In which I fall hard for audiobooks

Vikas Swarup, Six Suspects (2008)

That’s it, no more work for the rest of the year! Happy holidays everyone! Let me tell you about my latest obsession: audiobooks.

I’ve always known audiobooks are good when you have both hands busy. I always say audiobooks are great when working out, except they can’t make me work out (perhaps in 2013 I won’t hate it?). The result: I only rarely practiced what I preached. In fact, the last audiobook I listened to was 4 years ago when I was breast-feeding my son. And they were on CD. I know, I know, it sounds prehistoric.

I only just recently discovered that my nifty smartphone (don’t go imagining I’m all hi-tech) allows me not only to listen to the radio (I soon grew bored with the stressful chatter) but to read mp3 files, and that it’s not only music. Added bonus: my library has a great shelf of mp3 audiobooks! That’s mere chance that I chose Six Suspects for my first try. I just wanted to see if I could transfer files and read them and manage audiobooks during my commute, the book didn’t matter.

Ahahaha, did you just read this last sentence? Who am I kidding?

I don’t know anything about Indian novels, and I haven’t seen Slumdog Millionaire even though I couldn’t avoid hearing about its huge success. On the audiobook cover I read 14 hours and I shrugged: who has time for 14 hours? I’ve never counted how many hours I spent on a single book, but it sounded huge.

Well, I’ll stop if I don’t like it, said I.

Ahahaha! I started Six Suspects without any preconception but I soon was hooked. With an audiobook you can’t skip pages and have a quick fast-forward. My commute never seemed so short in my life! The 14 hours just flew by. Swarup’s novel provides a myriad of characters and sub-plots, all very entertaining, none of them very subtle or complex, but all perfectly suitable for listening while riding the public transport. Dialogues are short and satirical and I could easily forgive that most characters are rather two-dimensional. I soon got the feeling that Swarup wanted to show every single aspect of contemporary India, an impossible task if you go into details, but for a first approach of India, it was like a gigantic picture book. I suspect that the book on paper wouldn’t have been such a great experience for me because its weaknesses would have been more apparent.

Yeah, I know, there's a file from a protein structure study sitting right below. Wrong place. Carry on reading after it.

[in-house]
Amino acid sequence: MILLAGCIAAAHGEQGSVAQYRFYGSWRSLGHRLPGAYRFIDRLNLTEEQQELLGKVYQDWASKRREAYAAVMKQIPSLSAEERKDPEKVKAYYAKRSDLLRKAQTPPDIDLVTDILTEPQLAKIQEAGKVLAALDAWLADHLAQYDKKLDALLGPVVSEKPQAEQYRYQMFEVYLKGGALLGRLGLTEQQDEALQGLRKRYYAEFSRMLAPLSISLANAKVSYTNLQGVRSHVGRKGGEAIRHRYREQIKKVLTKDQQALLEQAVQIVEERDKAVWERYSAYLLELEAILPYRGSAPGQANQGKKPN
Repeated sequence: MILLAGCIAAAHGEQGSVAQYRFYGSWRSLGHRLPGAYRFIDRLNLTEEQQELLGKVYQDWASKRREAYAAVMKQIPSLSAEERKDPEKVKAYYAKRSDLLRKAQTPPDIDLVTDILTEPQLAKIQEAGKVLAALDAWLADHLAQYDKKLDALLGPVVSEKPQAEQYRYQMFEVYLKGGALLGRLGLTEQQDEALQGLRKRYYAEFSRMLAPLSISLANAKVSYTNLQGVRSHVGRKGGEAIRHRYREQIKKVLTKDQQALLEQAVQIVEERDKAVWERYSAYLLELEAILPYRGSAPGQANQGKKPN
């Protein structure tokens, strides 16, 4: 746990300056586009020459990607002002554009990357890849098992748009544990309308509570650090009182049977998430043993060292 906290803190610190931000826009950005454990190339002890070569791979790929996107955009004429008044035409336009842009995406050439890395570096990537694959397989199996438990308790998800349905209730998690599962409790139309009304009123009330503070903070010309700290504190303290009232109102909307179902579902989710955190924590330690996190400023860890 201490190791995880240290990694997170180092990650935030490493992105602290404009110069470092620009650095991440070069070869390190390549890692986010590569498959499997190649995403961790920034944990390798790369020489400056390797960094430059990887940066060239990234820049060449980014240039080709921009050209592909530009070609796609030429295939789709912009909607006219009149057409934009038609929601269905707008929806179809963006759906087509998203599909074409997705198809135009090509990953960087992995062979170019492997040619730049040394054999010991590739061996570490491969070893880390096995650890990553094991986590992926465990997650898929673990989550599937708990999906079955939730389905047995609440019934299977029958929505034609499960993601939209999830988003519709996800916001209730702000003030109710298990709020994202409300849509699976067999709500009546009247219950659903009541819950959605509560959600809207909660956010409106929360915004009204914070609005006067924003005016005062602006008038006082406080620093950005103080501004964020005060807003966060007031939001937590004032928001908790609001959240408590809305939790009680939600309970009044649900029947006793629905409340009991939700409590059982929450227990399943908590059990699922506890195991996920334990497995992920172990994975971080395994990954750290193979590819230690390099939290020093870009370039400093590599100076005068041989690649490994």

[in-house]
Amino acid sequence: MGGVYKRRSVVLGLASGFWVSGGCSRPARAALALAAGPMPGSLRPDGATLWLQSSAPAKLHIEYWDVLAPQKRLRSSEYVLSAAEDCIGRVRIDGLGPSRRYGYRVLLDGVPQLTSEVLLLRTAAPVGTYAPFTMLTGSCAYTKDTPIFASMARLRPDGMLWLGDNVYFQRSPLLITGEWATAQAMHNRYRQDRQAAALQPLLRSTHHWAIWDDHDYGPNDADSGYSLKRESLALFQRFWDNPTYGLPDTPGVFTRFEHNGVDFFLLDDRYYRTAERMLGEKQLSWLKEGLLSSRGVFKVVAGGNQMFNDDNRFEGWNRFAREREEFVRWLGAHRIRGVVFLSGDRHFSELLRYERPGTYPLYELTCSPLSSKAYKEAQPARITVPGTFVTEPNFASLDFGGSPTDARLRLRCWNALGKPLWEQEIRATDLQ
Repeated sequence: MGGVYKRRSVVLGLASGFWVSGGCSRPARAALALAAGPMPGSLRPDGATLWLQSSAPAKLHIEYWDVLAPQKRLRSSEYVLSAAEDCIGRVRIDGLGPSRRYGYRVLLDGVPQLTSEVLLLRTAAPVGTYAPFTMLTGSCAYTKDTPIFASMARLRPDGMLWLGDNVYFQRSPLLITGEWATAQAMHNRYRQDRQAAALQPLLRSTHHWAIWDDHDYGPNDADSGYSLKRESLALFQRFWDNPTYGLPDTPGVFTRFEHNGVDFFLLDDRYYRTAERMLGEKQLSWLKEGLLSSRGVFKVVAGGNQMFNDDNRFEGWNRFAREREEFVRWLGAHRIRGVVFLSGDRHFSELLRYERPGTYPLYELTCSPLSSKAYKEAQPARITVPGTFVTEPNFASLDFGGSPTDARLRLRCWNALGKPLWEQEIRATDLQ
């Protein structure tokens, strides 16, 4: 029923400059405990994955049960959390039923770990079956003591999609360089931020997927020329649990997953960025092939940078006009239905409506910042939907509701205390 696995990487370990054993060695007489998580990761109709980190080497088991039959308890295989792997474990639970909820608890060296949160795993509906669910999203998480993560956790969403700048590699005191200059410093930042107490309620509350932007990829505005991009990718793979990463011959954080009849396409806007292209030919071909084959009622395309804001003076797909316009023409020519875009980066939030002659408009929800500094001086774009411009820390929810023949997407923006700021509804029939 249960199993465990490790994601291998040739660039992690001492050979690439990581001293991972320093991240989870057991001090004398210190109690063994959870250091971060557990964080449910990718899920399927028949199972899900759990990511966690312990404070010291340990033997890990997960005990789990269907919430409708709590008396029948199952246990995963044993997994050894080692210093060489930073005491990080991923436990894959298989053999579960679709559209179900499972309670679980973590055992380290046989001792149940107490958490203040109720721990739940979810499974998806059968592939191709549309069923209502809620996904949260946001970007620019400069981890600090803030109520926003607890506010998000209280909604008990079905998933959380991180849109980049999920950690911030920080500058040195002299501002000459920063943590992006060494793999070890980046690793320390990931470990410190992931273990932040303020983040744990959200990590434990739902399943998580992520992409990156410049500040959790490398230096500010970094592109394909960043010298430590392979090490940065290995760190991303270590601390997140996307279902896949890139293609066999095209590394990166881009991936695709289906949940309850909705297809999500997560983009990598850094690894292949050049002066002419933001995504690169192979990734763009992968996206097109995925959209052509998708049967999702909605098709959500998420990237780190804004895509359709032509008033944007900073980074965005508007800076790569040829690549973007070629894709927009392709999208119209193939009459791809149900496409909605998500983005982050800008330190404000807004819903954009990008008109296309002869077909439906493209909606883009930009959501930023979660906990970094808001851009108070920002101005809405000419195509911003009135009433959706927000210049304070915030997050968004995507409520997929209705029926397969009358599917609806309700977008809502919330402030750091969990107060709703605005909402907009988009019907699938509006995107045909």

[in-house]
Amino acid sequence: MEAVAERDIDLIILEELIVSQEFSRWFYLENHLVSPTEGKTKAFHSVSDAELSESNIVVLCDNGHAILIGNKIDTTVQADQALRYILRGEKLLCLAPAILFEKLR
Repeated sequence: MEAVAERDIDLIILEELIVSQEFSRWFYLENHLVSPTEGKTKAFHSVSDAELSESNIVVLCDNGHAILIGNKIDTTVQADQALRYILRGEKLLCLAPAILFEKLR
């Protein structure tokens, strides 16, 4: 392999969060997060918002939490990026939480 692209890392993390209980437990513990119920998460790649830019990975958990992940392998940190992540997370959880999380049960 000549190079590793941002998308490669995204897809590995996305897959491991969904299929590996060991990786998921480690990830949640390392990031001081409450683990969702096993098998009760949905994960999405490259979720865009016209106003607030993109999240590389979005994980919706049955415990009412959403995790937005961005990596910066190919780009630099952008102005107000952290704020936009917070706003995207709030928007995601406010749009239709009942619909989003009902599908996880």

So as soon as my 14 hours of Indian adventures were over, I knew what I had to do: borrow another audiobook!

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5 thoughts on “In which I fall hard for audiobooks

  1. I like audiobooks and have discovered some great books via audible. I can’t listen to them unless I’m doing something else (usually driving). But I do enjoy them.

  2. Pingback: Honoré de Balzac, Les Chouans (1829) | Smithereens

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